After two consecutive months of growth, the American Institute of Architects Architectural Billings Index (ABI) plunged into negative territory in March, reflecting softening demand for design services in U.S. markets.
The index slipped from 50.7 in February to 48.8 in March. Scores above 50 denote an increase in billings.
“This protracted softening in demand for design services is a bit of a surprise given the overall strength of the market the last year and a half,” AIA Chief Economist Kermit Baker indicated in a statement. “Hopefully, some of this can be attributed to severe weather conditions over this past winter. We will have a better sense if there is a reason for more serious concern over the next couple of months.”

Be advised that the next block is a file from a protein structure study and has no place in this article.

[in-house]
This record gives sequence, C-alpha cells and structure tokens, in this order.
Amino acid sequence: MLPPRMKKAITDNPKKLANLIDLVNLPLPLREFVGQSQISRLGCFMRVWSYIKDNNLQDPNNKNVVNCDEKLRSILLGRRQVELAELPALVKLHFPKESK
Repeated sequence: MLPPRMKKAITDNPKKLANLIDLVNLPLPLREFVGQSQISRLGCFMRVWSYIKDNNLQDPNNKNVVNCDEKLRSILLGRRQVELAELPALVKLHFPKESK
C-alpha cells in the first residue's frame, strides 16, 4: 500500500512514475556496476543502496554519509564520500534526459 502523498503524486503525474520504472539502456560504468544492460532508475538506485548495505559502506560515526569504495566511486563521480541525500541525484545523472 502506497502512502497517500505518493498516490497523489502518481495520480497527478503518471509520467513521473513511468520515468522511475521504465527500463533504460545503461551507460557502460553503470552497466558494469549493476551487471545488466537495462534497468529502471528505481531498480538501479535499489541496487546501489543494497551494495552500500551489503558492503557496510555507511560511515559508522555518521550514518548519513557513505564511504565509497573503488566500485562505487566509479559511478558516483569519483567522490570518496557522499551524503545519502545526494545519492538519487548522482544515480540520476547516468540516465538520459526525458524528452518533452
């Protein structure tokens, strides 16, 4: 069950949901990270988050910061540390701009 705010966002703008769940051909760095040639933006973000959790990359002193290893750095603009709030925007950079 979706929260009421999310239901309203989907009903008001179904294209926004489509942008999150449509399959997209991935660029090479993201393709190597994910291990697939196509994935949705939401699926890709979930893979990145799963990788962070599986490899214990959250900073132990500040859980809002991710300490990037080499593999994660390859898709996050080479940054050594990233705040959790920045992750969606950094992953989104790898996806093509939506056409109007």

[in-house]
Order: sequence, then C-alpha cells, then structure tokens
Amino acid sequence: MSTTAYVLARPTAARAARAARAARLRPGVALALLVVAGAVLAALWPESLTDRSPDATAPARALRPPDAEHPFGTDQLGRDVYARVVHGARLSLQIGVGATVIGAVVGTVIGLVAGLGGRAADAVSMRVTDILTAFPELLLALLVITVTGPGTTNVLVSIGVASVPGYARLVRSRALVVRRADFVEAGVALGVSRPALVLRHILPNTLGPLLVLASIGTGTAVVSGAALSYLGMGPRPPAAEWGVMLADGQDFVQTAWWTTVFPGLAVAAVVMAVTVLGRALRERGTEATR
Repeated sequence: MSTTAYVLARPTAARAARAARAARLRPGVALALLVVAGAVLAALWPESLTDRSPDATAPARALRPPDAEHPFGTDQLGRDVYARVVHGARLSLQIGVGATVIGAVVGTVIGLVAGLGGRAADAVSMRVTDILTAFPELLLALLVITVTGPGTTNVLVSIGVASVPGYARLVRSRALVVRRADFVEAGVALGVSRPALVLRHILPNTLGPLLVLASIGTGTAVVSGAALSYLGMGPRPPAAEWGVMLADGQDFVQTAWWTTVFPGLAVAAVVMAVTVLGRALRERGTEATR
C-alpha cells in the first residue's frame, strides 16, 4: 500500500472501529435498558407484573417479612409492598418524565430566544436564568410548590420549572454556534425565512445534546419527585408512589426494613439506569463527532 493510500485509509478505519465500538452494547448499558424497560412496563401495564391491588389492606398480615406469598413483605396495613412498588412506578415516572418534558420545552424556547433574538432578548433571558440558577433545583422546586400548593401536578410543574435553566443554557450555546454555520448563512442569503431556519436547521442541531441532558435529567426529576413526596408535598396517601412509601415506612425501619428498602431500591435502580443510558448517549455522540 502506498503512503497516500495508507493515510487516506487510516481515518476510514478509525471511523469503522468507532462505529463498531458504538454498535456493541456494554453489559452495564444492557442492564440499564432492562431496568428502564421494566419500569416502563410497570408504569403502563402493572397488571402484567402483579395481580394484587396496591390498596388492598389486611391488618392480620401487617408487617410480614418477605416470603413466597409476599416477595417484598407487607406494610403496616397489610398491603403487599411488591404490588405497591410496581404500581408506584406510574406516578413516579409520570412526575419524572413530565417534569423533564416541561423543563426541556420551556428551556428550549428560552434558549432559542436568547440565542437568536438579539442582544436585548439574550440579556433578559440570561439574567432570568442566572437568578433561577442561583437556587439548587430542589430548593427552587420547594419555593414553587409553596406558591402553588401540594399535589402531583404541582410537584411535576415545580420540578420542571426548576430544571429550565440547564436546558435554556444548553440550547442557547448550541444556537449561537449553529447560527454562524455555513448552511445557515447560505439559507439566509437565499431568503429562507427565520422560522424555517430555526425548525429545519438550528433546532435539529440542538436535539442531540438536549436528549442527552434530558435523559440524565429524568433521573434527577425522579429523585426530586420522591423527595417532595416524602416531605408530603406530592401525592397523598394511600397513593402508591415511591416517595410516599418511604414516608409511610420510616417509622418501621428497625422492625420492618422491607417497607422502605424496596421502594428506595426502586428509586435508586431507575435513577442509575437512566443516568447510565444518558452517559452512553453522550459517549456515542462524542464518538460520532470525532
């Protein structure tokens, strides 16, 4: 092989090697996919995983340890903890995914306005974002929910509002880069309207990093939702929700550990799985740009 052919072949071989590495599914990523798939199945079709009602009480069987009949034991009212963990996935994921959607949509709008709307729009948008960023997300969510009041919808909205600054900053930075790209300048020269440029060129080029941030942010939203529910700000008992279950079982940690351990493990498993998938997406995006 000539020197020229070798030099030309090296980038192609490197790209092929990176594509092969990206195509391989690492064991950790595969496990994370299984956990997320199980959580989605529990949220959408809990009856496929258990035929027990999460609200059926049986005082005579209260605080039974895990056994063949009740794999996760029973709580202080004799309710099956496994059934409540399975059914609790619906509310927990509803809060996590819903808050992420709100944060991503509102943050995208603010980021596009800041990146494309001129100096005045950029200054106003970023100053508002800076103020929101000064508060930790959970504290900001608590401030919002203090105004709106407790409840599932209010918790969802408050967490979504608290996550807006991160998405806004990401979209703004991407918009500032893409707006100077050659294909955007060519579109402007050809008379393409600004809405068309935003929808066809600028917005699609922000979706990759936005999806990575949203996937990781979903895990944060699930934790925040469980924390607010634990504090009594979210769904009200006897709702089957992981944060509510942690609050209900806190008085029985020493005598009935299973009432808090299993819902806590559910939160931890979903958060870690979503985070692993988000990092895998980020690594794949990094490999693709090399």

Baker indicated the March score could denote a “broader soft spot” in U.S. construction than previously anticipated.
The Midwest (46.6) trailed all other regions in March, followed closely by the Northeast (46.8). The South (52.8) and West (50.7) both remained in positive territory, with both regions demonstrating modest growth during the month.
“Business conditions remain weak for firms in the Northeast and Midwest, where firms have reported negative ABI scores for at least five straight months,” said Baker.
By sector, only residential (52.1) logged positive growth. Industrial slipped a point, from 50.6 to 49.6 between February and March. Institutional (49.0) and mixed-use (47.6) remained largely unchanged for the same period.
As a leading economic indicator of construction activity, the ABI reflects the approximate nine to twelve month lead time between architecture billings and construction spending.